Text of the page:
Has Agency Theory Run its Course?: Making the Theory more Flexible to Inform the Management of Reward Systems
Article first published online: 1 OCT 2012
© 2012 Blackwell Publishing Ltd
Corporate Governance: An International Review
Special Issue: Executive Compensation
Volume 20, Issue 6, pages 526–546, November 2012
How to Cite
Cuevas-Rodríguez, G., Gomez-Mejia, L. R. and Wiseman, R. M. (2012), Has Agency Theory Run its Course?: Making the Theory more Flexible to Inform the Management of Reward Systems. Corporate Governance: An International Review, 20: 526–546. doi: 10.1111/corg.12004
- Issue published online: 4 NOV 2012
- Article first published online: 1 OCT 2012
- Corporate Governance;
- Agency Theory;
- Board Policy Issues;
- Executive Compensation
In this paper we discuss three assumptions of agency theory: (1) conflicts of interest between principal and agent, (2) nature of risk, and (3) the proposed internal mechanisms to reduce agency costs. We review criticisms of agency theory's pessimistic assumptions of human behavior and its simplistic view about individual risk preferences to argue how the context may influence both the interest and mechanisms for aligning interest of principals and agents.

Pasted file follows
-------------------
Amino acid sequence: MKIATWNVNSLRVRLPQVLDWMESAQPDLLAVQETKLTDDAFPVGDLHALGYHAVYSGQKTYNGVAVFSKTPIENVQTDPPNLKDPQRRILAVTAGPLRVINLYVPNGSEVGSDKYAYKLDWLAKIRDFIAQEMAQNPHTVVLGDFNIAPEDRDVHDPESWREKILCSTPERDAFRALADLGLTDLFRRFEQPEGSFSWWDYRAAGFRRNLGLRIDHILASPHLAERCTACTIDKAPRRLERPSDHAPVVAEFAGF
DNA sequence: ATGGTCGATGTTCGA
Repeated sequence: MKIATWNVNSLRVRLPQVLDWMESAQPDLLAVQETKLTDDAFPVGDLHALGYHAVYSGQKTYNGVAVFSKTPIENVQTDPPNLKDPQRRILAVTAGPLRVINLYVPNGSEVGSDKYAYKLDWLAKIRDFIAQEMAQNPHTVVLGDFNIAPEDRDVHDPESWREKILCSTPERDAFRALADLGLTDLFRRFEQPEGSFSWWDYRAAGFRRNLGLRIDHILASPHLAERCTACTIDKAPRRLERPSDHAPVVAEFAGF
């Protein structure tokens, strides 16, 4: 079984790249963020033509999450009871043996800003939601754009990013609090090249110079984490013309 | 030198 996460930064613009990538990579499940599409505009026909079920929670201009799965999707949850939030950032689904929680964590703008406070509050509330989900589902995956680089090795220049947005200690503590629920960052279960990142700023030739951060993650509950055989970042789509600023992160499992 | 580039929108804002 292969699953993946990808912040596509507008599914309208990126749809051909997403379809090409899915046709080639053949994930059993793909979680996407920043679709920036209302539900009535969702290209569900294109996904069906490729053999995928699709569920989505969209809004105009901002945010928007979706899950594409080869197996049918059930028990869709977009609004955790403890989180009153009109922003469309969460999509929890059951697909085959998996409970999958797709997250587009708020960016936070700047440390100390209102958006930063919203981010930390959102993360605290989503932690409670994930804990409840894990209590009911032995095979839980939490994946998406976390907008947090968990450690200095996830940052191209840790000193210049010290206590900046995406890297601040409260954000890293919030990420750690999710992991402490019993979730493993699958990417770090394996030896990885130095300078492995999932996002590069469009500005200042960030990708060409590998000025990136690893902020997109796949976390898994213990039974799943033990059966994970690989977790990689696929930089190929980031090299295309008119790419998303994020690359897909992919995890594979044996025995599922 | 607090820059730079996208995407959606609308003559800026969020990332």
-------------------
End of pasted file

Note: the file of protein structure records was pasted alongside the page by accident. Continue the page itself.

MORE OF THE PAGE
We draw on alternative theoretical perspectives from behavioral and organizational sciences to describe circumstances under which honesty, loyalty, and trust in agents' behaviors are possible and also the development of cooperative rather than contentious relationships.
This study explores the boundary conditions of traditional agency theory in the hope of extending agency theory outside its current contextual boundaries. In doing so, we provide a more robust and exhaustive view of the economic exchange between principals and agents.
This study offers insights to managers about how intrinsic incentives may provide an alternative mechanism of control over agents' behavior to extrinsic incentives prescribed by traditional agency theory. Indeed, intrinsic incentives of personal satisfaction and identification with organizational objects, combined with implicit social obligations and reciprocity may, under certain circumstances, provide stronger restraints on agent opportunism than the use of traditional extrinsic rewards in the form of incentive alignment.